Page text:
Sen. Jim DeMint, R-S.C., had the most conservative voting record in 2008 according to the American Conservative Union (ACU), and was a “taxpayer hero” according to the National Taxpayer’s Union (NTU), but the U.S. Chamber of Commerce says his 2008 record was less pro-business than Barack Obama, Joe Biden, and Hillary Clinton.
Similarly, Texas libertarian GOPer Rep. Ron Paul—the most steadfast congressional opponent of regulation, taxation, and any sort of government intervention in business—scored lower than 90% of Democrats last year on the Chamber’s scorecard.
Liberal Democrats often accuse conservative Republicans of being pawns for Big Business, but the 2008 scorecard for the U.S. Chamber of Commerce—the largest lobbying organization in the country and the official Washington voice of business—provides convincing evidence to the contrary. In fact, the policy agenda of big business can be very different from that of limited-government conservatives and libertarians.
Four Republican senators failed to earn the Chamber’s “Spirit of Enterprise Award” (earned for scoring 70% or above): DeMint, James Inhofe of Oklahoma, Jon Kyl of Arizona, and Jeff Sessions of Alabama.
These are among the most fiscally conservative, pro-limited government members of the upper chamber—which is precisely their error, in the eyes of the Chamber. The heroes of the small government cause are the goats of the big business cause.
DeMint, for instance, picked up the highest score last year from NTU, and Kyl and Inhofe were close behind—all three winning NTU’s “Taxpayer Friend” awards.
Similarly, DeMint picked up the only perfect Senate score from ACU, while Kyl and Inhofe tied for second with 96%.
With which votes did these GOP lawmakers earn Chamber scorn? Kyl, Inhofe, DeMint, and Sessions were four of the eight senators to vote Nay July 31 on the “College Opportunity and Affordability Act,” creating $34 million in new subsidies for colleges, probably driving up tuition at taxpayers’ expense rather than making college more affordable.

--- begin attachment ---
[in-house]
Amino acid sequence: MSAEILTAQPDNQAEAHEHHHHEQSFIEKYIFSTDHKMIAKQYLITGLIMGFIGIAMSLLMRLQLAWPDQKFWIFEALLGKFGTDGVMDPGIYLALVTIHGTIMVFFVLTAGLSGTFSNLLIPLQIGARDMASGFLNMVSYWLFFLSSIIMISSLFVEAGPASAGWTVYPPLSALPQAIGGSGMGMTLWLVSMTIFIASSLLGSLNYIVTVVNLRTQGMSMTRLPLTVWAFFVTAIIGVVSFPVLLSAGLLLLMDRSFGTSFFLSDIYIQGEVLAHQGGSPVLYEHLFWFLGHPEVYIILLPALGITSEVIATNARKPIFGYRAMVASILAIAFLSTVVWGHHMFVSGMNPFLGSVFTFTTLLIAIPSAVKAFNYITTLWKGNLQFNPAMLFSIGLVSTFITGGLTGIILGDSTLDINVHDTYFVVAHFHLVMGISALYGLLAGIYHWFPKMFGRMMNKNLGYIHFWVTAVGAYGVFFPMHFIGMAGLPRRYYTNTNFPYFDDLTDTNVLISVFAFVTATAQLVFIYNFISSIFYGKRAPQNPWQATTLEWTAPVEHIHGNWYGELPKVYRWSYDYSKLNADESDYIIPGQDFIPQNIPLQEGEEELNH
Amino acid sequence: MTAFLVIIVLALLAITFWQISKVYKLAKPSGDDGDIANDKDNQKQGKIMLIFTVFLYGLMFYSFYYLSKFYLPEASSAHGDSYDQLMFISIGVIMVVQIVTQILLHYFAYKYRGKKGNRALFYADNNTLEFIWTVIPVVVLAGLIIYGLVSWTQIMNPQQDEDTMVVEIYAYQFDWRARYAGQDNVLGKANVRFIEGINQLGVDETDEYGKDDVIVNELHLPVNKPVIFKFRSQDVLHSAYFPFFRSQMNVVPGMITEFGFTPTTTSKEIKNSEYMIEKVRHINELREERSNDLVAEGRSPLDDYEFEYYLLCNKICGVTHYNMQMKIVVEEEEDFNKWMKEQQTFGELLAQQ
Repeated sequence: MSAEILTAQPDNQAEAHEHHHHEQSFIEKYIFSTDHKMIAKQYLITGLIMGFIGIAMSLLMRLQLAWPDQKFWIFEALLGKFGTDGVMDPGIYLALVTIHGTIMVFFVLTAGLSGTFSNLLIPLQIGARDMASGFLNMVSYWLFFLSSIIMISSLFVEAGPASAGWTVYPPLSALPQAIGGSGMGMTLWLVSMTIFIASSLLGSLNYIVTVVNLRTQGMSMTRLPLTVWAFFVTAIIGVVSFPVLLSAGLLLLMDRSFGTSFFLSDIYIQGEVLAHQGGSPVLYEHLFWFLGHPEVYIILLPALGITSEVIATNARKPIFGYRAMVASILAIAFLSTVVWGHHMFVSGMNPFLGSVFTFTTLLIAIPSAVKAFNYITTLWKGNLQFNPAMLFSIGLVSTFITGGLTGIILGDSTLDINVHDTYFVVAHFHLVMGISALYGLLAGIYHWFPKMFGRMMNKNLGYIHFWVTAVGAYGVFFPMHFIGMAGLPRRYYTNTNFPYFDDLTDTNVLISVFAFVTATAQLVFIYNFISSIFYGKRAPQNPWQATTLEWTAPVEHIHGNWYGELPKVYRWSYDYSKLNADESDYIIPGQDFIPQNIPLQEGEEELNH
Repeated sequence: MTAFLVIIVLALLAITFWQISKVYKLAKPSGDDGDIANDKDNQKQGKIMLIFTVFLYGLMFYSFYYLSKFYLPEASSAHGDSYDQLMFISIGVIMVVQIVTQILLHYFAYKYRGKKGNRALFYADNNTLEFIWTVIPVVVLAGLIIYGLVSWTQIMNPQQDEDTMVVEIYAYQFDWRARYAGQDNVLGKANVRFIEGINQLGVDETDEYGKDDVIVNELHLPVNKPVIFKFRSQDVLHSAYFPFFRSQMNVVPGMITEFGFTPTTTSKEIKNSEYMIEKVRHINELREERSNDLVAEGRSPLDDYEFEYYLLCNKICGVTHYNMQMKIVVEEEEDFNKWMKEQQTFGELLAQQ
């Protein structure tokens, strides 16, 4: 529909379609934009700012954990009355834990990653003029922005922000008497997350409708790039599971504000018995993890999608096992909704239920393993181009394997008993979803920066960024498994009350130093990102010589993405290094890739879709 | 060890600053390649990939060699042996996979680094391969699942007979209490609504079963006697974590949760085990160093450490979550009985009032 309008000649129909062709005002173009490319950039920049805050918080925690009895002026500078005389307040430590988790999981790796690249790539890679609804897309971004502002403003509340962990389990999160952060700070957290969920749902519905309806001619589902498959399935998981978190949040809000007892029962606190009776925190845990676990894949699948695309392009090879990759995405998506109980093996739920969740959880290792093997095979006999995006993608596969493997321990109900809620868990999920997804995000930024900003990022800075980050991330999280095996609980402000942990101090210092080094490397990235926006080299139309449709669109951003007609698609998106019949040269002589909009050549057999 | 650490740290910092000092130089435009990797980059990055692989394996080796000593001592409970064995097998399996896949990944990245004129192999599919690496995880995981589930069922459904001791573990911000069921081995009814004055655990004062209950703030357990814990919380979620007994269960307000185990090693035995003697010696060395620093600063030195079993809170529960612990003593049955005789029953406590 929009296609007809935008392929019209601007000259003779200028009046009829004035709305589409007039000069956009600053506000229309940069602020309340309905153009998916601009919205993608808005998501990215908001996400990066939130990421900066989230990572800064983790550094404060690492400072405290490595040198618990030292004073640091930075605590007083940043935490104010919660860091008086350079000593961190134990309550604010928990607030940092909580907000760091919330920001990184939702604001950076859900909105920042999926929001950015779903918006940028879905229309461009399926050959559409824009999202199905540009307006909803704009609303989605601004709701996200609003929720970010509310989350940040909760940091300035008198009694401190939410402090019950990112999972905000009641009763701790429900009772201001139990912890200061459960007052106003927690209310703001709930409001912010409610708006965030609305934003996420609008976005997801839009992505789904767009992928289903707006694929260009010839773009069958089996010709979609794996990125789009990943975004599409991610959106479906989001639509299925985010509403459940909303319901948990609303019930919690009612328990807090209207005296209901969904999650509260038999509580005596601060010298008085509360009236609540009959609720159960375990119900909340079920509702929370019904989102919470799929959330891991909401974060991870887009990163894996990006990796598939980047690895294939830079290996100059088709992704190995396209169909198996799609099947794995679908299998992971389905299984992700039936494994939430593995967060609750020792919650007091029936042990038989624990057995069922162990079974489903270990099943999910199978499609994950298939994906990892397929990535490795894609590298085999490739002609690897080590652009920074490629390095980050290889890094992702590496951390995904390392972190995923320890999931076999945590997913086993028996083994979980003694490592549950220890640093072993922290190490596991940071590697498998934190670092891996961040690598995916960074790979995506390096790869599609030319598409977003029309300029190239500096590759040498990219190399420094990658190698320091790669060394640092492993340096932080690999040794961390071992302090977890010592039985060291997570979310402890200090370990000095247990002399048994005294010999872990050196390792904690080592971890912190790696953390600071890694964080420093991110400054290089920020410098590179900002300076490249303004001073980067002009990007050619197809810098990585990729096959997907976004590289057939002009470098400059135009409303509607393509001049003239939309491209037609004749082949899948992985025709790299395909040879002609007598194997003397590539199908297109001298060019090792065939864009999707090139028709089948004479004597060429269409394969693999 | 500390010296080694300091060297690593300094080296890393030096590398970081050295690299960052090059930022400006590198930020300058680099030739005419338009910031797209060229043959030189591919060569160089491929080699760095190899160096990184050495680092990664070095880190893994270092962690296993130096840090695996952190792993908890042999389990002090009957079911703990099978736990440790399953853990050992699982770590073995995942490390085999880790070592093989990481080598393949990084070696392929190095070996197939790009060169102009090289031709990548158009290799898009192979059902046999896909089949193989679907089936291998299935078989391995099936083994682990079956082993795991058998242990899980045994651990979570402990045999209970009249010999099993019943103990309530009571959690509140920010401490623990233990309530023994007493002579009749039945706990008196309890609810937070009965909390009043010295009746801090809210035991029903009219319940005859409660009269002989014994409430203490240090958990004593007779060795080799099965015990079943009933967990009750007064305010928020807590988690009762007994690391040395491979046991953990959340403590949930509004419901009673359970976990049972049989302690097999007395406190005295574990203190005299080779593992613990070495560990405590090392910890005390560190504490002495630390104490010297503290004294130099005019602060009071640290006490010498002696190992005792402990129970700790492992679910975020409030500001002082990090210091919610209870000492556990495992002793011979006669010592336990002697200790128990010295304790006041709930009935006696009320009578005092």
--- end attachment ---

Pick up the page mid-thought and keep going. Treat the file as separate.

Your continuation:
These four also voted against the Chamber’s position by opposing President George W. Bush’s February 2008 stimulus bill that sent checks to taxpayers. The “rebates” were one-time tax credits that excluded higher-income earners but included some people with no income tax liability.
Conservatives instead proposed long-term, broad-based tax cuts—for example, making permanent the 2001 tax cuts set to expire in 2011—as opposed to one-time stunts turning the IRS into a welfare agency.
And, of course, DeMint, Inhofe, and Sessions upset the Chamber by voting against the massive $700 billion Wall Street bailout—which has since grown into a Detroit bailout, and a tool which the Obama administration is using to tell banks and carmakers how to run their businesses.
The Great Wall Street Bailout will prove someday to be the crucial victory for government control over the economy, and for voting Nay on a rushed vote to pass this unprecedented measure, some conservative lawmakers were scorned by the business lobby.
Sessions, Inhofe, and Kyl also voted last April against a package of tax deductions for “renewable energy”—effectively corporate welfare for unprofitable technologies.
On the House side, it’s a similar picture. The Republican with the lowest Chamber score was Paul. Even Rep. Barney Frank, D-MA, who wants to regulate everything except Fannie Mae, scored 14 points higher than Paul on the Chamber’s scorecard.
Eleven House Republicans failed to win the Chamber’s award—a mixture of libertarian/conservative members like Paul and liberal members like then-Rep. Wayne Gilchrest, R-MD.
All but Gilchrest in this group of “business unfriendly” Republicans earned a black mark from the Chamber for voting against the Wall Street bailout twice. And conservative Republicans Paul, Ted Poe of Texas, Jeff Flake of Arizona, Jack Kingston of Georgia, Paul Broun of Georgia, and Jim Sensenbrenner of Wisconsin voted against the college aid bill, while seven of the 11 voted against Bush’s stimulus.
In June, the House overwhelmingly passed a bill drafted by the Chamber in coordination with advocates for the disabled that expanded the definition of “disability.” At the time, the conservative Heritage Foundation wrote, “the House bill is supported by some business lobbies (representing mostly larger corporations), it is small businesses that are likely to suffer disproportionately.”
Two other House votes that pit conservatives against the Chamber: An authorization bill for NASA, outspending the Bush administration’s funding request by 15%,, and a bill to beef up copyright enforcement and create a copyright czar.
Advocates of bigger government like to assail their opponents as pawns of big business. The Chamber’s shunning of DeMint and Paul will hopefully help put that lie to rest.
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